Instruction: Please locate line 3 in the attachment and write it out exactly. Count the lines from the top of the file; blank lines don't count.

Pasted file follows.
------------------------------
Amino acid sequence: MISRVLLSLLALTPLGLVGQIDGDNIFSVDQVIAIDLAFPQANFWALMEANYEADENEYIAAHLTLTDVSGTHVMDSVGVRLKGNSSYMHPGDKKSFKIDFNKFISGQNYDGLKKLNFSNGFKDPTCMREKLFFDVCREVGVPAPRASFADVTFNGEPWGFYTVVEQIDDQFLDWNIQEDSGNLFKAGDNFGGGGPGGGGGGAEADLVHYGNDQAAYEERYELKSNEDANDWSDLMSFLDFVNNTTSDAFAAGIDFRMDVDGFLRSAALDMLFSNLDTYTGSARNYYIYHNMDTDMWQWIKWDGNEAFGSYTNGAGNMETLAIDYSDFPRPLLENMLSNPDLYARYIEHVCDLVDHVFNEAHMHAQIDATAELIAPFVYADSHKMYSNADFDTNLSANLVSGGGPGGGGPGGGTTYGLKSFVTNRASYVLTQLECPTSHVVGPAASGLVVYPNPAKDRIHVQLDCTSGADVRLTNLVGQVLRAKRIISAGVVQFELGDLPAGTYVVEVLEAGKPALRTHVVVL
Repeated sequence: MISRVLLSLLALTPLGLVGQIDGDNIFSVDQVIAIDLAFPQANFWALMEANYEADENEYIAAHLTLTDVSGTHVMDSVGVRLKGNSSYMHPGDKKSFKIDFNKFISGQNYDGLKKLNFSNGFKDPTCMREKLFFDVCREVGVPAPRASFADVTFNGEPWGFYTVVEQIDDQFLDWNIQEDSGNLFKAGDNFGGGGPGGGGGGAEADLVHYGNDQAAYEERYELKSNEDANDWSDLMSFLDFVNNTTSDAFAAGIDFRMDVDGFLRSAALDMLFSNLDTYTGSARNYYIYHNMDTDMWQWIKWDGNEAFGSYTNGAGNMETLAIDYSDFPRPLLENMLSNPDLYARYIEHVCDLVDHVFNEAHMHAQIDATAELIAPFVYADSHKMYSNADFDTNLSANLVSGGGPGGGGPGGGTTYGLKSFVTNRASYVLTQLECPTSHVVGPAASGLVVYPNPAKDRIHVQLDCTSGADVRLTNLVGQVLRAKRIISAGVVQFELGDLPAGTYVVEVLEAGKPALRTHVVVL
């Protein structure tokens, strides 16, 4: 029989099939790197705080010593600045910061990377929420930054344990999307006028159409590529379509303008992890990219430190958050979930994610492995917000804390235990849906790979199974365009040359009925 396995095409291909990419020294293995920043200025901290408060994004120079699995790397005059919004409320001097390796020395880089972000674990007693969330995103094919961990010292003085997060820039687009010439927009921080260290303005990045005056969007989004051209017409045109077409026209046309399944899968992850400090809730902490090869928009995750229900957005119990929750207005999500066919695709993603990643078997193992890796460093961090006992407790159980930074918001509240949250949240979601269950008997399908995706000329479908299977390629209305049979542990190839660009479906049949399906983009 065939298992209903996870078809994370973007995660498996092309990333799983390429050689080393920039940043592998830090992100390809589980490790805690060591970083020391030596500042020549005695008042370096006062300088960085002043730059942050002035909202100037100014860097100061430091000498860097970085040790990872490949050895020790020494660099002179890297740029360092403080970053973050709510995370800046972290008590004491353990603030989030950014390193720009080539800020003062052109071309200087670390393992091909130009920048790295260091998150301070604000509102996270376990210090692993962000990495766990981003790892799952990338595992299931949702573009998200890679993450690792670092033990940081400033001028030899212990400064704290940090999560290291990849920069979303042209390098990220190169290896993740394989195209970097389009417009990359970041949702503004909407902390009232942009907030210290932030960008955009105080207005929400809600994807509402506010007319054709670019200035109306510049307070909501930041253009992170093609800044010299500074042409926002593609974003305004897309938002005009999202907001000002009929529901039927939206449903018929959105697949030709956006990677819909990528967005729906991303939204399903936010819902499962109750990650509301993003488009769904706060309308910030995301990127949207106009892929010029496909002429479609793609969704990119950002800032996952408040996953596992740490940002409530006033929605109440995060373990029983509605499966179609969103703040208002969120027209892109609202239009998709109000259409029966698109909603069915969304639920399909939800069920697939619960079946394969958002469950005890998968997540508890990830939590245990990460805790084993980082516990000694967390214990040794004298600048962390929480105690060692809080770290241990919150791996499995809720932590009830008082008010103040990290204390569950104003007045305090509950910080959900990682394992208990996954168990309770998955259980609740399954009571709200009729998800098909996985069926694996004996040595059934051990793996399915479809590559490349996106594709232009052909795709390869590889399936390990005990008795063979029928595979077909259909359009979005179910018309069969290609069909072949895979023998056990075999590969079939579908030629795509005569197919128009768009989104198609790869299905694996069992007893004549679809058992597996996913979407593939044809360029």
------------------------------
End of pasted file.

């Protein structure tokens, strides 16, 4: 029989099939790197705080010593600045910061990377929420930054344990999307006028159409590529379509303008992890990219430190958050979930994610492995917000804390235990849906790979199974365009040359009925 396995095409291909990419020294293995920043200025901290408060994004120079699995790397005059919004409320001097390796020395880089972000674990007693969330995103094919961990010292003085997060820039687009010439927009921080260290303005990045005056969007989004051209017409045109077409026209046309399944899968992850400090809730902490090869928009995750229900957005119990929750207005999500066919695709993603990643078997193992890796460093961090006992407790159980930074918001509240949250949240979601269950008997399908995706000329479908299977390629209305049979542990190839660009479906049949399906983009 065939298992209903996870078809994370973007995660498996092309990333799983390429050689080393920039940043592998830090992100390809589980490790805690060591970083020391030596500042020549005695008042370096006062300088960085002043730059942050002035909202100037100014860097100061430091000498860097970085040790990872490949050895020790020494660099002179890297740029360092403080970053973050709510995370800046972290008590004491353990603030989030950014390193720009080539800020003062052109071309200087670390393992091909130009920048790295260091998150301070604000509102996270376990210090692993962000990495766990981003790892799952990338595992299931949702573009998200890679993450690792670092033990940081400033001028030899212990400064704290940090999560290291990849920069979303042209390098990220190169290896993740394989195209970097389009417009990359970041949702503004909407902390009232942009907030210290932030960008955009105080207005929400809600994807509402506010007319054709670019200035109306510049307070909501930041253009992170093609800044010299500074042409926002593609974003305004897309938002005009999202907001000002009929529901039927939206449903018929959105697949030709956006990677819909990528967005729906991303939204399903936010819902499962109750990650509301993003488009769904706060309308910030995301990127949207106009892929010029496909002429479609793609969704990119950002800032996952408040996953596992740490940002409530006033929605109440995060373990029983509605499966179609969103703040208002969120027209892109609202239009998709109000259409029966698109909603069915969304639920399909939800069920697939619960079946394969958002469950005890998968997540508890990830939590245990990460805790084993980082516990000694967390214990040794004298600048962390929480105690060692809080770290241990919150791996499995809720932590009830008082008010103040990290204390569950104003007045305090509950910080959900990682394992208990996954168990309770998955259980609740399954009571709200009729998800098909996985069926694996004996040595059934051990793996399915479809590559490349996106594709232009052909795709390869590889399936390990005990008795063979029928595979077909259909359009979005179910018309069969290609069909072949895979023998056990075999590969079939579908030629795509005569197919128009768009989104198609790869299905694996069992007893004549679809058992597996996913979407593939044809360029």